“I’m still here.” Senior Airman Mike Malarsie, USAF, is a tactical air control party (TACP) specialist. He was hit by a roadside bomb while he, one other TACP and 11 Army soldiers were on foot patrol near Kandahar, Afghanistan, January 3, 2010. The blast shattered his jaw, broke his nose, caused multiple lacerations to his face and neck, and caused the eventual loss of his eyesight. Nonetheless, he wants to remain in the Air Force and intends to test fir promotion, which will include a physical training test. He has said, “Yeah, I’m blind, but I’m still here. I’m not going to let this wound hold me back … I don’t want to take off the uniform. It’s always been a dream of mine to be in the military, and I want to be competitive.” (122811)
Semper Fi. This US Marine lost his right leg below the knee in battle. He now has a prosthetic, and remains on active duty. He has detached his prosthetic leg, tied it to his sniper rifle, and balances his rifle on it for target practice. Even his colleague to his left his in awe. (101711)
Meet Nicholas Warita, Basic Trainee, USAF. So you’re a tough guy heh? Join with young Nicholas Warita or other military trainees in the other services as they go through basic training. Here Warita is crawling through an obstacle course in sunny Lackland ADFB, San Antonio in the middle of July. If you feel you’re a big shot toughie, c’mon over and let’s see what you’re made of. (082911)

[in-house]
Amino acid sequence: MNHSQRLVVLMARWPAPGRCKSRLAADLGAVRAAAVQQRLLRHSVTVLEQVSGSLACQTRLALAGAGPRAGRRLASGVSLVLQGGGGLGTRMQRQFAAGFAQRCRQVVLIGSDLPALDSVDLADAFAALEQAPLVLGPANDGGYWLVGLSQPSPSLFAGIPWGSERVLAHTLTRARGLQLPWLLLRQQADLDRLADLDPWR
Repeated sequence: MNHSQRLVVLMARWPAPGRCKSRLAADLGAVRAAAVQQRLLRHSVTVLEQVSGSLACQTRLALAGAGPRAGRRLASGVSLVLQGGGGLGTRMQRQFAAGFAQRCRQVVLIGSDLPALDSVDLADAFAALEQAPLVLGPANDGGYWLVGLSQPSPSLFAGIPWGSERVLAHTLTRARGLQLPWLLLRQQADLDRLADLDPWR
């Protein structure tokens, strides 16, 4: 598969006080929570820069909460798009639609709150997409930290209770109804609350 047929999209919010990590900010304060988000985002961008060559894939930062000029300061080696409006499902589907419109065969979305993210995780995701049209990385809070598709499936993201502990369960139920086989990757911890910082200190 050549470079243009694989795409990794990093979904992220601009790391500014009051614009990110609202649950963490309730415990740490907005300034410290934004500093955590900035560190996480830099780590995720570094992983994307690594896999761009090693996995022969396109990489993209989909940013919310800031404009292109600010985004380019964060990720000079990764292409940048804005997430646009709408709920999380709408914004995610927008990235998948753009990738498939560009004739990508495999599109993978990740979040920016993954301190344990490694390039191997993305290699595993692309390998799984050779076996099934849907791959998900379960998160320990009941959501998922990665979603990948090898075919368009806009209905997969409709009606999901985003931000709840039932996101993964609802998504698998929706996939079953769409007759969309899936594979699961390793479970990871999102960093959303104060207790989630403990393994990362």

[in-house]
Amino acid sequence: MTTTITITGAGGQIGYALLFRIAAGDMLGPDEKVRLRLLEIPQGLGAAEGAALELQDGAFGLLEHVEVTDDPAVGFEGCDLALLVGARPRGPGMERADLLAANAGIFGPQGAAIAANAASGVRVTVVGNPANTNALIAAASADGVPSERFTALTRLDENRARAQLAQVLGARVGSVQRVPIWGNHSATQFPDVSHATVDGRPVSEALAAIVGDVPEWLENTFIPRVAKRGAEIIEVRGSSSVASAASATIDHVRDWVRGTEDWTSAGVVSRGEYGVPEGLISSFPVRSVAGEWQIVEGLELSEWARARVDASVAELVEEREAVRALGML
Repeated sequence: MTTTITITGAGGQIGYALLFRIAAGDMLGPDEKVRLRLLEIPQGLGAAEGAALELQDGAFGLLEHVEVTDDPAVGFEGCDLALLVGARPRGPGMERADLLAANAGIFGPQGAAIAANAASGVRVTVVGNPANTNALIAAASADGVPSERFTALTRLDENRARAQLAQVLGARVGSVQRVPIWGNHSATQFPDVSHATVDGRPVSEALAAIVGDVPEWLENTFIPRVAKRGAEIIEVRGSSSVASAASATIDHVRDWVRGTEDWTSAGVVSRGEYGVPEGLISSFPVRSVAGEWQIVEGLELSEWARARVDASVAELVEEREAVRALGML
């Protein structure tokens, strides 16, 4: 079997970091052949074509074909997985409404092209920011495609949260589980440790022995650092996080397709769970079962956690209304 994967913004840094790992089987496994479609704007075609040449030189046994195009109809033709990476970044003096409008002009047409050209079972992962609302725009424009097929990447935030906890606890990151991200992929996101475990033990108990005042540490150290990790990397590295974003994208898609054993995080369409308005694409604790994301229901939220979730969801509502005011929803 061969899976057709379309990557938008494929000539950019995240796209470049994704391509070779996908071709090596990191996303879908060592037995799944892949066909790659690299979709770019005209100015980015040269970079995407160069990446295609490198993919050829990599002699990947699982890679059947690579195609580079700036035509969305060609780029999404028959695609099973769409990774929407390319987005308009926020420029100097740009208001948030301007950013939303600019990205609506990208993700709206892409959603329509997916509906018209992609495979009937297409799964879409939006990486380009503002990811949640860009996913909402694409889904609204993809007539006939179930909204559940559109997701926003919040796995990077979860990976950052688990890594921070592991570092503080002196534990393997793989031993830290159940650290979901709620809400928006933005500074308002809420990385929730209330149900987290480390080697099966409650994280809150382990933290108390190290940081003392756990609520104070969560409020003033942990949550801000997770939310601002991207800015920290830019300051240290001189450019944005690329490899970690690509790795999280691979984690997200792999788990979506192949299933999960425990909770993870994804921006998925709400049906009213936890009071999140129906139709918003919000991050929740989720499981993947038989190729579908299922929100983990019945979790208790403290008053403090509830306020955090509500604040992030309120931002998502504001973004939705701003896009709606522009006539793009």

So, you wanna be a Marine, hey recruit? Staff Sgt. Michael Saldana, 1st Battalion's drill master, corrects a recruit during a senior drill instructor inspection. Saldana was nominated as 1st Battalion's Drill Instructor of the Year for the entire Marine Corps and was awarded by the Marine Corps Recruit Depot San Diego Museum Historical Society April 26, 2011
Meet Pfc. Aaron R. Will, who is at this moment under fierce enemy fire: This is Pfc. Aaron R. Will, USA, a gunner with the 2nd Platoon, C/1-327 Infantry, Task Force Bulldog. He is in Kunar Province, Afghanistan, and he is in the process of reloading his automatic grenade launcher. This not an exercise. An enemy IED has already exploded in front of his vehicle, and his unit is receiving multiple rocket propelled grenade and small arms fire as he busily works to reload. Because of the excellence of his training, and that of his unit, once our lads pulled the trigger against the enemy, the enemy decided to break off the attack and leave. No US forces were killed or injured. Much of his face is covered, but in his lips you can see determined resolve, a high level of confidence, and complete self-control. You gotta love and admire these guys. (072310)
Veterans Day --- November 11, 2009